So, how can you improve your listening skills? The answer is not rocket science – just some good common sense and a great deal of discipline.

Here’s what you need to do:

  • Know why you are listening. If you don’t know why you are listening, you won’t gain as much from communicating as you would if you have a definite purpose in mind.
  • Listen with your whole body. Active listening involves you physically and mentally. Read the sender’s body movements, and exchange non-verbal feedback. Look directly at the sender, express interest with your face, eyes and hands.
  • Give feedback; respond to the person. The best listening also involves talking, as you respond verbally to what you hear. If you agree, say so, don’t leave the other person guessing. Seek further information by asking questions like: “what happened next?” or “what do you think your options are?”
  • Show empathy. Make it clear that you understand the other person’s point of view, even if you do not agree with it. Active listening requires sensitive judgement about when people want to talk and when they don’t. Use one ear to listen to meaning and the other to listen to feelings (like reading between the lines). Remember, words often mask real feelings.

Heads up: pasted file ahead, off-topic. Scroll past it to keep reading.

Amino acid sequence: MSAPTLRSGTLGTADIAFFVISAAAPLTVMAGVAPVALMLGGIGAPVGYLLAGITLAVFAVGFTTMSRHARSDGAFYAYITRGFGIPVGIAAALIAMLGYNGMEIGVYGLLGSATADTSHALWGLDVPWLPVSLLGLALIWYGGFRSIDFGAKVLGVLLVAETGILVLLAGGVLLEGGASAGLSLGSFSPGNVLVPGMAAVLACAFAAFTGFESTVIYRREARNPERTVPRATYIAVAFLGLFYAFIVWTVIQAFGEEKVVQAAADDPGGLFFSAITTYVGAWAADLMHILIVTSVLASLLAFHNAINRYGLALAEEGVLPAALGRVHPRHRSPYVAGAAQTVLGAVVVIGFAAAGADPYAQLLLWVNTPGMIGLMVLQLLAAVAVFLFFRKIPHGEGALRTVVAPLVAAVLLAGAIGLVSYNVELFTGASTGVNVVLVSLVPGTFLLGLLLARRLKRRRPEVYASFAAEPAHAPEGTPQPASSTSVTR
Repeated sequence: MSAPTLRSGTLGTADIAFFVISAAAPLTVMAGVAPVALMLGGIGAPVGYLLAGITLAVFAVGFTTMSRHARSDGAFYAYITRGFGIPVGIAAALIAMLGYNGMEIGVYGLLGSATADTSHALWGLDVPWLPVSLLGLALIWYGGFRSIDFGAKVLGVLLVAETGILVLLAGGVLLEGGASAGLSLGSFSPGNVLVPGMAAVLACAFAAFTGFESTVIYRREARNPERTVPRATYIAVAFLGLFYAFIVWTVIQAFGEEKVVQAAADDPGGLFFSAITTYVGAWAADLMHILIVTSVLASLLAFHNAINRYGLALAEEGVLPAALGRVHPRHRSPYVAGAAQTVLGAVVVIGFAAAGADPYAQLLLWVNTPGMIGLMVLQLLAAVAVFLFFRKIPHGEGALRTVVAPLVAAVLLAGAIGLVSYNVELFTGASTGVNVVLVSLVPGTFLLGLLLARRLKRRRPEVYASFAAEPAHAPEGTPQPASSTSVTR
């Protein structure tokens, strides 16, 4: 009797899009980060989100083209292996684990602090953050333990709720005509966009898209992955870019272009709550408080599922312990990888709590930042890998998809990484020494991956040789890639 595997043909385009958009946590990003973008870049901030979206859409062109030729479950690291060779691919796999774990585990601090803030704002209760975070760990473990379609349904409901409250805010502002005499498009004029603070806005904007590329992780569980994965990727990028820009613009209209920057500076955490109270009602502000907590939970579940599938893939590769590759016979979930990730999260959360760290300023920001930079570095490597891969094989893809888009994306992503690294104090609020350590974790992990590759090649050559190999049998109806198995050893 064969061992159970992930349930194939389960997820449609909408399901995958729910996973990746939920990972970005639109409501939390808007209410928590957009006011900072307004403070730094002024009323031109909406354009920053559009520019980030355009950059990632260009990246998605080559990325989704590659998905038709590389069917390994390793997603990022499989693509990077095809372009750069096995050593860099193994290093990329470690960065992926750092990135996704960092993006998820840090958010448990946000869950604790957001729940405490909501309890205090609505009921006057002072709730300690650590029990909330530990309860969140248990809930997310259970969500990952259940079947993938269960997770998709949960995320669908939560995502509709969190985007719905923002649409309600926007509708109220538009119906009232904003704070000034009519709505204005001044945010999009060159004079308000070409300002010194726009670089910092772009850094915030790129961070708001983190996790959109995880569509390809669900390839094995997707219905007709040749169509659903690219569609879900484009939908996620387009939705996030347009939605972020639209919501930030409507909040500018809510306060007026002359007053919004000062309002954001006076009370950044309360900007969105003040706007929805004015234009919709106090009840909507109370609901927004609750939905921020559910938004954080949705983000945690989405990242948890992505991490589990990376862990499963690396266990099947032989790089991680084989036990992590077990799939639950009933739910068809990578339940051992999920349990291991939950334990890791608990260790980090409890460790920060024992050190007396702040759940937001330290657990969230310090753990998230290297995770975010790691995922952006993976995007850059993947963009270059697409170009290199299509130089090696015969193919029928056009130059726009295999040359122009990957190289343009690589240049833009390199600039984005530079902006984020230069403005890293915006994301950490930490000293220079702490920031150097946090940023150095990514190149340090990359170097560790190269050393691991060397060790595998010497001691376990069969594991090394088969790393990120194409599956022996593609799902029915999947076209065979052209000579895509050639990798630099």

Truly listening is more than hearing the speaker’s words – it is understanding and accepting the other person’s message and his or her situation and feelings. The Sioux Indians have an expression for this. They call it “walking a mile in another person’s moccasins”. This is more commonly known as empathy the other key to communicating well.

8 out of 10 people rate their own communication as
average or below average

2. Empathy

The Oxford Dictionary defines empathy as, “understanding so intimate that feelings, thoughts and motives of one person are readily comprehended by the other.” In other words, empathy means listening so intently and identifying so closely that you experience the other person’s situation, thoughts and emotions. It’s the ability to sense how others are feeling without them saying so.

Empathy means being aware of, understanding and accepting the feelings and needs of others. The empathetic person has a sensitive and accurate understanding of (without having to agree with) how another person may be feeling, while maintaining a certain separateness and distance from them.

Empathy allows us to understand what has contributed to or triggered those feelings. The empathetic person will also communicate with others in an accepting and understanding manner.

Empathy is a fundamental social competence vital to work and social life. Empathetic individuals understand when it is time to say more, or when it is time to pull back. They can read signals well and therefore their timing is usually accurate.

of people believe

effective communication effective communication

is extremely important

To better communicate, we must also try to see ourselves through the eyes of others in the communication link. By developing some empathy with the people to whom we will be directing our message, we might recognise the need to modify our message from time to time before sending it.